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Research Article  |   March 2000
Measuring Knowledge of School-Based Occupational Therapy
Author Affiliations
  • Mary B. Harris, PhD, is Professor and Associate Dean for Research and Administration, College of Education, University of New Mexico, Albuquerque, New Mexico 87131; mharris@unm.edu
  • Sidney T. Alley, OTR, is Staff Occupational Therapist, Albuquerque Public Schools, and Graduate Student, University of New Mexico, Albuquerque, New Mexico
Article Information
Education of OTs and OTAs / School-Based Practice / General
Research Article   |   March 2000
Measuring Knowledge of School-Based Occupational Therapy
American Journal of Occupational Therapy, March/April 2000, Vol. 54, 189-196. doi:10.5014/ajot.54.2.189
American Journal of Occupational Therapy, March/April 2000, Vol. 54, 189-196. doi:10.5014/ajot.54.2.189
Abstract

Objective. The primary purpose of this study was to develop a measure of Knowledge of Occupational Therapy in School settings (KNOTS) for occupational therapy students. A secondary purpose was to develop a scale of Self-Efficacy in School Settings (SESS) for occupational therapy students.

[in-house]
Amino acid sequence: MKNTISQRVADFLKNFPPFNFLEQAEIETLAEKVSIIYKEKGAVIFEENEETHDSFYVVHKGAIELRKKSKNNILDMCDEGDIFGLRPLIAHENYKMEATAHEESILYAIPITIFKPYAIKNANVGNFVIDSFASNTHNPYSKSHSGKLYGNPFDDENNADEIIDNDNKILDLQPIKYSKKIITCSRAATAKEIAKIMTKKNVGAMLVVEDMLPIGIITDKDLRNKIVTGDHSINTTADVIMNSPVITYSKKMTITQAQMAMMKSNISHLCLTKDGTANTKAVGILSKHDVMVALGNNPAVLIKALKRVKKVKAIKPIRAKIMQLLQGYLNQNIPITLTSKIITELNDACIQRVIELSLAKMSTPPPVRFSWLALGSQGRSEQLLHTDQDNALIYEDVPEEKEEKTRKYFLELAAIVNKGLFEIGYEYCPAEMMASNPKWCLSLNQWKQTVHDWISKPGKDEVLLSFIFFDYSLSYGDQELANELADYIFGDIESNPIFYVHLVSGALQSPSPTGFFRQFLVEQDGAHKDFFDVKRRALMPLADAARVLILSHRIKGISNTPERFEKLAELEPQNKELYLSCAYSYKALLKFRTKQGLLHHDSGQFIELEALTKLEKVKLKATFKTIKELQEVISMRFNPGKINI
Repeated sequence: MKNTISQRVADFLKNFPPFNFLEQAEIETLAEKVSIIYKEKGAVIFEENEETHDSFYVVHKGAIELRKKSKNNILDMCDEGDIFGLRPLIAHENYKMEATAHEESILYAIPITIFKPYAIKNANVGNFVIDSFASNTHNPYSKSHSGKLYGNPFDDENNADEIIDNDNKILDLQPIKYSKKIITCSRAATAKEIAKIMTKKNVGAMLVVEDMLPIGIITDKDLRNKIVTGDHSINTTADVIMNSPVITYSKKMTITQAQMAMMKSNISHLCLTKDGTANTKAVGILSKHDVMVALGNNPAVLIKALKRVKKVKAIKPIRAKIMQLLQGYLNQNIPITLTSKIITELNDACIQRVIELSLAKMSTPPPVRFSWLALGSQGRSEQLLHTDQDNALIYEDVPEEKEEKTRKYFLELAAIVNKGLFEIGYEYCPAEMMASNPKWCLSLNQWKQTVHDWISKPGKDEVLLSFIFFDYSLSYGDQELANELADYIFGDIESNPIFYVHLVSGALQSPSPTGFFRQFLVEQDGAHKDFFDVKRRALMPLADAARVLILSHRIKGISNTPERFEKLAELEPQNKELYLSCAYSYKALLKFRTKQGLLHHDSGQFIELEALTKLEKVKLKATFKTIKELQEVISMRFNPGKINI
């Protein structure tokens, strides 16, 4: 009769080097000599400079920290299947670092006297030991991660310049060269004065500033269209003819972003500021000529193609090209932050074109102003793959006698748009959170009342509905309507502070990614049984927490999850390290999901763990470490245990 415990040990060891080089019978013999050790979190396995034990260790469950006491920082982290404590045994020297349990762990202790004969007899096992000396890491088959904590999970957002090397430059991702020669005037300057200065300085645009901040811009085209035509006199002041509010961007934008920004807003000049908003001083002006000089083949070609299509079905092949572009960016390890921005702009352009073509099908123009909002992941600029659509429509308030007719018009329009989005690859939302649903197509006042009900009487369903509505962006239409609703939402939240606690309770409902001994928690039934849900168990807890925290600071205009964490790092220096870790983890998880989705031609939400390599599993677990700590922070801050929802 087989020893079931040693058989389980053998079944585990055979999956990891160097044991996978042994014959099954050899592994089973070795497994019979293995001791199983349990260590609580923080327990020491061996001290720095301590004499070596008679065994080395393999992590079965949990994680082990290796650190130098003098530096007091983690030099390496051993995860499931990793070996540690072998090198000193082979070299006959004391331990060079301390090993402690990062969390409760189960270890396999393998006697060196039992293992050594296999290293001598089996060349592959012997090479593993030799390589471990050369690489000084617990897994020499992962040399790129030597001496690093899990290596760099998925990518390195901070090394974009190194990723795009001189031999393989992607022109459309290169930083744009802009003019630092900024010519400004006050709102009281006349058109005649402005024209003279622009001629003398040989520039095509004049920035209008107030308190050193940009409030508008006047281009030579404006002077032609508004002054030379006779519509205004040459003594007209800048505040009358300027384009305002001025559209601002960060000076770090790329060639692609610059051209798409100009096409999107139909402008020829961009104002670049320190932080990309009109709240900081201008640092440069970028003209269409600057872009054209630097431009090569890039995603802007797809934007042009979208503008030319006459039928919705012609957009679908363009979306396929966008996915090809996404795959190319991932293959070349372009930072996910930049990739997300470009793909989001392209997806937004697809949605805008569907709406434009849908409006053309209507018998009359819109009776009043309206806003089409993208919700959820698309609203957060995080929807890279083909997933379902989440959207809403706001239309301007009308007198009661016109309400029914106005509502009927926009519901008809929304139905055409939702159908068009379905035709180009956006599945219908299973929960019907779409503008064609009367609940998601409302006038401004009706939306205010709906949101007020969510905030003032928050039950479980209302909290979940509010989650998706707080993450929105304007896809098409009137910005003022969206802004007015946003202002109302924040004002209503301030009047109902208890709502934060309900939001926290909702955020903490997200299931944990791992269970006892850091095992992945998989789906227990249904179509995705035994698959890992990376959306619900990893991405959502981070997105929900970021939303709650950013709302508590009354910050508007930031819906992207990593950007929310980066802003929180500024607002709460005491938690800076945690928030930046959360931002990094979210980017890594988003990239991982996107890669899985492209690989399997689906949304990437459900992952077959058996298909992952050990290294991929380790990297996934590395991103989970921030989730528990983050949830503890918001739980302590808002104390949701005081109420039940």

Method. One hundred forty-five university students enrolled in either occupational therapy classes or education classes completed a questionnaire consisting (in part) of the 60-item KNOTS scale and the SESS scale. Analyses of internal reliability, group comparisons, and correlations were computed on the scores.

Results. The reliabilities of the KNOTS (.85) and SESS (.94) were reasonably high. Occupational therapy students performed significantly better than did education students, and senior occupational therapy students scored significantly higher than did juniors on the KNOTS. SESS scores were positively but not significantly correlated with KNOTS scores.

Conclusion. If further investigation provides additional evidence for the reliability and validity of the KNOTS and SESS, both measures have a number of potential practical applications.